Jensen (2005) Overvalued Equity

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ECGI European Corporate Governance Institute Finance Working Paper No. 39/2004 Negotiation, Organization and Markets Harvard University Working Paper No. 04-26

Agency Costs of Overvalued Equity

Michael C. Jensen
Harvard Business School; The Monitor Company; Social Science Electronic Publishing (SSEP), In.

This paper can be downloaded without charge from the Social Science Research Network Electronic Paper Collection at: http://ssrn.com/abstract=480421

MICHAEL C. JENSEN

April 2004

Agency Costs of Overvalued Equity
Michael C. Jensen
mjensen@hbs.edu Jesse Isidor Straus Professor, Emeritus, at Harvard Business School; Managing Director of the Organizational Strategy Practice at Monitor Group, Cambridge, Massachusetts Abstract The recent dramatic increase in corporate scandals and value destruction is due to what I call the agency costs of overvalued equity. I believe these costs have amounted to hundreds of billions of dollars in recent years. When a firm's equity becomes substantially overvalued it sets in motion a set of organizational forces that are extremely difficult to manage, forces that almost inevitably lead to destruction of part or all of the core value of the firm. The first step in managing these forces lies in understanding the incongruous proposition that managers should not let their stock price get too high. By too high I mean a level at which management will be unable to deliver the performance required to support the market's valuation. Once a firm's stock price becomes substantially overvalued managers who wish to eliminate it are faced with disappointing the capital markets. This value resetting (what I call the elimination of overvaluation) is not value destruction because the overvaluation would disappear anyway. The resulting stock price decline will generate substantial pain for shareholders, board members, managers and employees. The prospect of this value resetting pain makes it difficult for managers and boards to short circuit the forces leading to destruction of part or all of the core value of the firm. And in many cases managers choosing to defend the overvaluation instead end up destroying part or all of the core value of the firm. WorldCom, Enron, Nortel, and eToys are only a few examples of what can happen if these forces go unmanaged. Control markets cannot solve the problem because you cannot buy up an overvalued firm, eliminate the overvaluation and make money. Equity-based compensation cannot solve the problem because it makes the problem worse, not better. It is puzzling that short selling was unable to resolve the problem. It appears the solution to these problems lies in the board of directors and the governance system, and there is substantial evidence that weak governance systems have failed. Keywords: Overpriced Equity, Market Mistakes, Misvaluation, Failure of Corporate Governance, Control, Incentives This paper is drawn from “The Agency Cost of Overvalued Equity and the Current State of Corporate Finance” (Keynote Lecture, European Financial Management Association), London, June 2002. This paper is available at no charge from the Social Science Research Network eLibrary at: http://papers.ssrn.com/Abstract=480421 Copyright © 2004 Michael C. Jensen. All rights reserved.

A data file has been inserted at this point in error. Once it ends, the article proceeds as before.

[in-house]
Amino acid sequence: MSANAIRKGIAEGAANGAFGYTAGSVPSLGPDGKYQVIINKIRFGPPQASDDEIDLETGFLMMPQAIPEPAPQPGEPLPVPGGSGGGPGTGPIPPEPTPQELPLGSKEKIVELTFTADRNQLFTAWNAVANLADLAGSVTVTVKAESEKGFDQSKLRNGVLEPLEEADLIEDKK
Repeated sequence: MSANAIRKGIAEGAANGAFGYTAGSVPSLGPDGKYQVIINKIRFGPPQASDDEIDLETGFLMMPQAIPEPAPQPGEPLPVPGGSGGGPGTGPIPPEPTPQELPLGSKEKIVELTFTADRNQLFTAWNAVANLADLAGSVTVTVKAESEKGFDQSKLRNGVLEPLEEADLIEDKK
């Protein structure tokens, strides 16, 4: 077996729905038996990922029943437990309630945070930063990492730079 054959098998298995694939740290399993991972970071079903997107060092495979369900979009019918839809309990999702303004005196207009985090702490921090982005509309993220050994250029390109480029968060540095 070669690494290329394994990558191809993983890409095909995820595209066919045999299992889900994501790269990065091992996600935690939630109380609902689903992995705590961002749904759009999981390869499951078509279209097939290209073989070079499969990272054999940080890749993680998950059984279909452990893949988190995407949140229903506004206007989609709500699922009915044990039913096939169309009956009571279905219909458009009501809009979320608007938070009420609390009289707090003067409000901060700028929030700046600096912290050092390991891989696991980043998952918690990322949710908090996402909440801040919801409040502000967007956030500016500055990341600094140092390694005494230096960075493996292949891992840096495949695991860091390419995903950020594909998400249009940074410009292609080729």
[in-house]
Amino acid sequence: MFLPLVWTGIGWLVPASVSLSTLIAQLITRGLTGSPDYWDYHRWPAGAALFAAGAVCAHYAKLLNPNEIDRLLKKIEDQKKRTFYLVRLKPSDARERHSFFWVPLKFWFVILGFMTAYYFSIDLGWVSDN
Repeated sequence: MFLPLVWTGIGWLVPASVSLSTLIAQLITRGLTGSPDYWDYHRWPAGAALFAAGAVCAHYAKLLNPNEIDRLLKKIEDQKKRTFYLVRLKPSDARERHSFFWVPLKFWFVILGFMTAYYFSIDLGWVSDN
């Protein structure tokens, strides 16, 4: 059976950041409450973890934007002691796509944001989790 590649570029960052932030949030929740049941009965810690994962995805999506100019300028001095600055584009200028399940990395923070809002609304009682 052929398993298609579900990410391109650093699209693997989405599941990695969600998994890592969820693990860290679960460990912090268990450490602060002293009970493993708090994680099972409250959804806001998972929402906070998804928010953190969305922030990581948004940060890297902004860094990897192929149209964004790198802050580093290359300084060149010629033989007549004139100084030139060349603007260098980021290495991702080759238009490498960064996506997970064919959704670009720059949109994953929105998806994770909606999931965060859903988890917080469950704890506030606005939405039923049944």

Copyright © 2004 Michael C. Jensen. All rights reserved.

April 2004

Agency Costs of Overvalued Equity1
Michael C. Jensen
mjensen@hbs.edu Jesse Isidor Straus Professor, Emeritus, Harvard Business School; Managing Director Organizational Strategy Practice, Monitor Group, Cambridge, Massachusetts.

In the past few years, we have seen many fine companies end up in ruins and watched record numbers of senior executives go to jail. And we will surely hear of more investigations, more prison terms, and more damaged reputations. Shareholders and society have borne value destruction in the hundreds of billions of dollars. What went wrong? Were managers overtaken by a fit of greed? Did they...
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